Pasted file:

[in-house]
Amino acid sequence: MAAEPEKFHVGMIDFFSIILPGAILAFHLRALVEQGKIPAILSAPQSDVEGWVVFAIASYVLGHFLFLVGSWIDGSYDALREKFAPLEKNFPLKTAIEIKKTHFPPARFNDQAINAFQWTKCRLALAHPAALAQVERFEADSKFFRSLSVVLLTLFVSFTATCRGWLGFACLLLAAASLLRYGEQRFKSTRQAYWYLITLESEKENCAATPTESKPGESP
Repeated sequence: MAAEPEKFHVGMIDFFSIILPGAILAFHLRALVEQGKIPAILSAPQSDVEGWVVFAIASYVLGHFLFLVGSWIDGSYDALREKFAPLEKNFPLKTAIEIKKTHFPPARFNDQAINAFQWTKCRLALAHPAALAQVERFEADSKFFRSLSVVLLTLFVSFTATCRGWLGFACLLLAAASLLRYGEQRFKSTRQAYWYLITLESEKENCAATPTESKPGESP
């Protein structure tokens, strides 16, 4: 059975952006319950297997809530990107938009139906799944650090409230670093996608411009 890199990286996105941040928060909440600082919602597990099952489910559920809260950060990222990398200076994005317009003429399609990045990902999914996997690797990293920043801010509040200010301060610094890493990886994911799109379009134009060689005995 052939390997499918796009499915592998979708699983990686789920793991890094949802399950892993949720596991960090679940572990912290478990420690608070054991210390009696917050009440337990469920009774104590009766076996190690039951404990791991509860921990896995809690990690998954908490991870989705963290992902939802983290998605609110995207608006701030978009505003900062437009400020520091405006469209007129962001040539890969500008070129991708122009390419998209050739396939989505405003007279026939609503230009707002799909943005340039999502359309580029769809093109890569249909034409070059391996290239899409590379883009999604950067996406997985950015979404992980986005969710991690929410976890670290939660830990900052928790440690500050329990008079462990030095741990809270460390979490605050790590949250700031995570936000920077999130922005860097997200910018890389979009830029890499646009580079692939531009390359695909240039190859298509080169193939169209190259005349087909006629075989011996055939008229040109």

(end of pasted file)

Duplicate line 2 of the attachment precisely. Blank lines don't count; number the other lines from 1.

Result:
Amino acid sequence: MAAEPEKFHVGMIDFFSIILPGAILAFHLRALVEQGKIPAILSAPQSDVEGWVVFAIASYVLGHFLFLVGSWIDGSYDALREKFAPLEKNFPLKTAIEIKKTHFPPARFNDQAINAFQWTKCRLALAHPAALAQVERFEADSKFFRSLSVVLLTLFVSFTATCRGWLGFACLLLAAASLLRYGEQRFKSTRQAYWYLITLESEKENCAATPTESKPGESP